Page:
Moments of glory and hard lessons
They say that every good thing must come to an end.
Well after two weeks of spectacular sporting contests, we will soon say goodbye to the 2016 Rio Olympics until another four years.
The curtain will fall on the world’s biggest sporting showpiece when the last medal is presented, signalling the beginning of a long party for athletes and officials on the streets of Rio.
But why not? Especially for the ones who are returning home with medals.
We know Team Samoa has failed once more. Not that anybody would have held their breath in anticipation of a medal but apart from Ioane Nevo’s 8th place finish, the rest were pretty disappointing.
Sprinter Jeremy Dodson’s rant on his Facebook account, after failing to qualify for the 200m semi-final, perhaps summed it up quite well.
“It’s so hard to hear “4 more years” because I said the same thing 4 years ago,” Dodson said. “I am embarrassed and disappointed in my performance because I am better than that, and everyone deserved to see it.”
Pity that. We wonder if we will ever get to see that and in which lifetime.
Keep in mind that Dodson changed allegiances so he could compete in the Olympics. He had once sprinted for the U.S. team.
“It is a blessing, and a burden to run for a smaller country because on one hand, you have the love from an enormous amount of people,” he said.
“On the other, you have the whole country on your shoulders as you become the ambassador of a nation to the world. I am running for more than myself.
“Everyone deserved the best of me, and that I failed to give. I am not calling for sympathy, but rather giving a statement of more to come.
“I learned my lesson and am ready to move forward. I am tired of this heartbreak. I owe it to myself. I owe you all a show.”
Well, we cannot wait. The truth is that we’re pretty tired of all the excuses. And looking back at the history of our Olympic teams, there have been far too many excuses. Maybe to keep our sanity, it’s better not to take the excuses seriously.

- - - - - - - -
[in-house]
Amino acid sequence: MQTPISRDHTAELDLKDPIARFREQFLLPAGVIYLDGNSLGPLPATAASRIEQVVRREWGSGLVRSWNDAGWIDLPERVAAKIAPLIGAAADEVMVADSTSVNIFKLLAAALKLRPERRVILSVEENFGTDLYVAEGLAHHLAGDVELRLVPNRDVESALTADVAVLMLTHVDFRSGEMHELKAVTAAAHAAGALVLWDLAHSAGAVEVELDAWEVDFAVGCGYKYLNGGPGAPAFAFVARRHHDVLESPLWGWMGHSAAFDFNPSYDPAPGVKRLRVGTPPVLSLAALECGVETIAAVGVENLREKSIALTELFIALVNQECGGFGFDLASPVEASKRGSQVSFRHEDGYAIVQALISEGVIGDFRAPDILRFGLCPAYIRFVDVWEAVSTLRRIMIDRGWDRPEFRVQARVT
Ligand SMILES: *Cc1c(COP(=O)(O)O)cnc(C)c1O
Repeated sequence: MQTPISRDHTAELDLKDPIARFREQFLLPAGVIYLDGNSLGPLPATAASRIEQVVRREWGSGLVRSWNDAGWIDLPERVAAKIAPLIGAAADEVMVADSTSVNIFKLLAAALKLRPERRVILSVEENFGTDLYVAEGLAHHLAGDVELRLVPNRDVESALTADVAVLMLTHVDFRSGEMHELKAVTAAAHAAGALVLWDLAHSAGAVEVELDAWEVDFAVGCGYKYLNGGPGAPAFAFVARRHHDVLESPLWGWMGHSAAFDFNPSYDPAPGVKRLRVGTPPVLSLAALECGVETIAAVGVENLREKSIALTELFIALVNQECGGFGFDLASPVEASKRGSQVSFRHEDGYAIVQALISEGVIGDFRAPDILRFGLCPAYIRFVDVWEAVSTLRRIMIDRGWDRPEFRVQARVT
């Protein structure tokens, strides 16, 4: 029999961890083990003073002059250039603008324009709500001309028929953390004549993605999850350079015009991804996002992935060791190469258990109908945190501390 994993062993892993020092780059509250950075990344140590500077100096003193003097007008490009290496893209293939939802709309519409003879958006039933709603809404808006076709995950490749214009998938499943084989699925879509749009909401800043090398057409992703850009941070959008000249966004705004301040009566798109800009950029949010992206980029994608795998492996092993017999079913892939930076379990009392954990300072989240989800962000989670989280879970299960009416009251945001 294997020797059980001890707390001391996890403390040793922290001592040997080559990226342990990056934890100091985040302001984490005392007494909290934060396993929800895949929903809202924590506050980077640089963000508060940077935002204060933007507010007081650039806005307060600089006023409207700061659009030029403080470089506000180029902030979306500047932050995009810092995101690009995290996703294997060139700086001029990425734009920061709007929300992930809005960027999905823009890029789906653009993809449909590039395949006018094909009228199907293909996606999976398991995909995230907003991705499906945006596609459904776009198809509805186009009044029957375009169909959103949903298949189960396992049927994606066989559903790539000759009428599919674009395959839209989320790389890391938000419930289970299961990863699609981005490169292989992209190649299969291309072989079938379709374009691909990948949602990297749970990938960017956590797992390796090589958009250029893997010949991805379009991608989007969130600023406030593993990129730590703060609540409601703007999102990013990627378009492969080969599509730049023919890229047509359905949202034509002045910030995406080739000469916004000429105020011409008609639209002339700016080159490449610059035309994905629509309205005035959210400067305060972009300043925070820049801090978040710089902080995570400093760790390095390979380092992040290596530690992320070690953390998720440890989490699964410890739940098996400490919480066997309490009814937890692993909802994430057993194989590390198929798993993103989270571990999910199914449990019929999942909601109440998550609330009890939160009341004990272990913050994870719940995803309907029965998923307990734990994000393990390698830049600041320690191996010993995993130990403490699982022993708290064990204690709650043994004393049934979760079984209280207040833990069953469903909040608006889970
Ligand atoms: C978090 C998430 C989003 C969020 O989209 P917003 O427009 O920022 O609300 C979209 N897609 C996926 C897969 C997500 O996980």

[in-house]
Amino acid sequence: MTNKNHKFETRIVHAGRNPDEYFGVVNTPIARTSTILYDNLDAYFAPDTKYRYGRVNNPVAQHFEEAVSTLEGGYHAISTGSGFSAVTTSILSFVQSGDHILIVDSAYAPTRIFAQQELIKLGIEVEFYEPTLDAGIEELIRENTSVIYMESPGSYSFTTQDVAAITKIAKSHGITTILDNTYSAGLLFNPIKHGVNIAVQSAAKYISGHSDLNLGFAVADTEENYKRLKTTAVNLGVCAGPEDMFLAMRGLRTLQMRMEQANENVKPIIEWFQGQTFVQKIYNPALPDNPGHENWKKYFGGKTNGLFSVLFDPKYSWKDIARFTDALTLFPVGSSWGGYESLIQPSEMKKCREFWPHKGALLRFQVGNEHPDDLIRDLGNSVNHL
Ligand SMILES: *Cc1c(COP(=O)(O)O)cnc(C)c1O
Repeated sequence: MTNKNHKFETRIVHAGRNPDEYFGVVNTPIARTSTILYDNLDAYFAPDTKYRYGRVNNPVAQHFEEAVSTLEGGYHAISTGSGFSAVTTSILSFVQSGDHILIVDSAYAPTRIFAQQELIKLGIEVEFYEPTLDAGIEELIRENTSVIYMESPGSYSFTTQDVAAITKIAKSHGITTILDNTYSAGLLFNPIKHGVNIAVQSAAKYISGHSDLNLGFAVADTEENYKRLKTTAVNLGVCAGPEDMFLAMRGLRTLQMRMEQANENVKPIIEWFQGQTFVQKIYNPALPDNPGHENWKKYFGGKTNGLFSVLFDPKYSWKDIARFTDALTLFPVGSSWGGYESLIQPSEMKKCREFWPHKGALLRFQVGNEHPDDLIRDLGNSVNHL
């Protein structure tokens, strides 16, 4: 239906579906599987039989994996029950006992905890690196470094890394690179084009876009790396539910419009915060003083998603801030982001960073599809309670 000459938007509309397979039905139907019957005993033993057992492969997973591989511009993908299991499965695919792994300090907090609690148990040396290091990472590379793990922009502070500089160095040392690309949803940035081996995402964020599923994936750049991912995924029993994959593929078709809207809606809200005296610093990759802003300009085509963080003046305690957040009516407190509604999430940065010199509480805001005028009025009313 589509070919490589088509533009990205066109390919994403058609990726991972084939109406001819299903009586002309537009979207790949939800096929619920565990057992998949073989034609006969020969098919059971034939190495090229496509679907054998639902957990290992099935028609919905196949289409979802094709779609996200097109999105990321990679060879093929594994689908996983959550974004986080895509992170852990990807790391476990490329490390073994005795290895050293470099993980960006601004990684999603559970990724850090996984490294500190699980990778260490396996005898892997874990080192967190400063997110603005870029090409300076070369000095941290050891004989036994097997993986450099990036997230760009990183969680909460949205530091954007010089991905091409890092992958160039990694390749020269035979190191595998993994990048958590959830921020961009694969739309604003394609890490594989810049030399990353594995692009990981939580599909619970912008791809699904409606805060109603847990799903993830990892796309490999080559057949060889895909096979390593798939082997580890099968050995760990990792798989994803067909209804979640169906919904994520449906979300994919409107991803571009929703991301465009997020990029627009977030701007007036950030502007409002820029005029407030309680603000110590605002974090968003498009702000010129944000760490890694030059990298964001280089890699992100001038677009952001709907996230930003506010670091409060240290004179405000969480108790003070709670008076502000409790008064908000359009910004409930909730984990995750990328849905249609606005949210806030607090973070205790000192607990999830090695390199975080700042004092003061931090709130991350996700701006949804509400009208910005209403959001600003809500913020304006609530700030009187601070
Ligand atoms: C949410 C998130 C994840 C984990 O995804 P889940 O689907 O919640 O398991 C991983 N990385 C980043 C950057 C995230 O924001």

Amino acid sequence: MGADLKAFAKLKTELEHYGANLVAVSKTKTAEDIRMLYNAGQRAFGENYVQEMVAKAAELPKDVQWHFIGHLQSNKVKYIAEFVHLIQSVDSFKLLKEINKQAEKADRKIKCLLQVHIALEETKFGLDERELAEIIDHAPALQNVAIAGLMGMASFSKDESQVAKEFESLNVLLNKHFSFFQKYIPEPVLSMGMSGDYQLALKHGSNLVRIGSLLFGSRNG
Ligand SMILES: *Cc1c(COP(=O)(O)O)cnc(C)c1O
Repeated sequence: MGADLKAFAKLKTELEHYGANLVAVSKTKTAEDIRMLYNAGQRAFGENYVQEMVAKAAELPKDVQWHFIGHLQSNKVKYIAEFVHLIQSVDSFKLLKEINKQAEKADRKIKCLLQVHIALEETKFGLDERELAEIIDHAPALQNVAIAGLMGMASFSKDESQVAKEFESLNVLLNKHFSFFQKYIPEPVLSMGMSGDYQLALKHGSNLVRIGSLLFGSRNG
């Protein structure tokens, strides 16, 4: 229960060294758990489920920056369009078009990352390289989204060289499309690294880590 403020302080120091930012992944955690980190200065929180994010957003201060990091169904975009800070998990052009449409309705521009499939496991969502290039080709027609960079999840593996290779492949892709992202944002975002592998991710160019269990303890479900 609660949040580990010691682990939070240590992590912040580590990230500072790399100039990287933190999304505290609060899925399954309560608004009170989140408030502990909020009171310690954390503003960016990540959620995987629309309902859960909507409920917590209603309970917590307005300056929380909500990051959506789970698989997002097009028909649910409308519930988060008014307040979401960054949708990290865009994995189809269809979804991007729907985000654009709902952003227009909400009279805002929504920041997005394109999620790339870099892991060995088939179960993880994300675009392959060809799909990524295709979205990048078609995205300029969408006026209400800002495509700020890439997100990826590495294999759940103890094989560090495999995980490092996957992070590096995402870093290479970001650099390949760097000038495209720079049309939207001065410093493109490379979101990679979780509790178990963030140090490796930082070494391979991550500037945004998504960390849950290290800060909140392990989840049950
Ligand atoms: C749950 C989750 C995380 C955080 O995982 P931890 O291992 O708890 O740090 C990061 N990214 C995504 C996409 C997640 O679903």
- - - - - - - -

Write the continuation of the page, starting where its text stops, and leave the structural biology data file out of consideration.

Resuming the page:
Which is why it’s important that we rejoice with the athletes and the nations who are rejoicing and basking in the glory of their triumphs.
For today, tens of thousands will turn up at the venues at Rio to take their last glimpse of their idolised sporting stars. Elsewhere – including Samoa - billions will be glued to their television sets to catch the final moments of what has been a superb event thus far.
With television coverage of the games widely available, it’s been impossible to escape the Olympic fever. Quite frankly, we’ve been spoilt for choice with a smorgasbord of sporting action. Since day one, not a single day has gone by without a riveting moment that’s left a firm imprint in our minds about the greatness of some of the athletes we’ve seen.
But perhaps no single day was more defined than earlier this week when the world’s fastest man, Usain Bolt, bolted into the history books with his third consecutive Olympic gold medal in 100metres.
As this piece was being compiled yesterday, Bolt had the opportunity to add another record, a gold in the 200m and the 4x100m relay.
“Somebody said I can become immortal,” Bolt said after the race. “Two more medals to go and I can sign off. Immortal.”
What a man. Keep in mind, this is the same athlete who dominated headlines during the last Olympics in London. Having cleaned out all the gold medals in his events, Bolt made a bold statement.
“It’s what I came here to do,” he said then. “I’m now a legend. I’m also the greatest athlete to live. I’ve got nothing left to prove. I’ve showed the world I’m the best.”
Indeed Bolt was the greatest in London in 2012. And he will walk away from Rio 2016 as immortal. What a feat. Is it possible for anyone to topple the achievements of Bolt or will he go down in history as the greatest track athlete of all? Only time will tell.
The best thing for us is that that you don’t have to be Jamaican to rejoice with Bolt – or any of the athletes and teams who won gold medals in Rio. The wonderful thing about the coverage of these games being widely available is that young people have access to them. There is no doubt that they are being inspired and motivated by watching the success of others.
Lastly, despite the disappointment of not winning a medal, it must be said we are very proud of our Team Samoa. Yes Fiji won gold, Tonga took all the media attention but let them shine. Our time will come. Hopefully in this lifetime.
When the London Olympics ended in 2012, the then President of the Samoa Association of Sports and National Olympic Committee (S.A.S.N.O.C) had this to say. Listen to him: “We have learned what we should do and we should go back now and look at our methods of preparedness.
“I guess the other drawback was we kept our athletes at home and I think that some interferences with normal family affairs and family interference, so that is why we are looking at seriously; how can we prepare our elite athletes before major competition.”
That was then. Four years. Will we say the same thing again until the next four years? Don’t hold your breath!
In the meantime, have a wonderful weekend Samoa, God bless!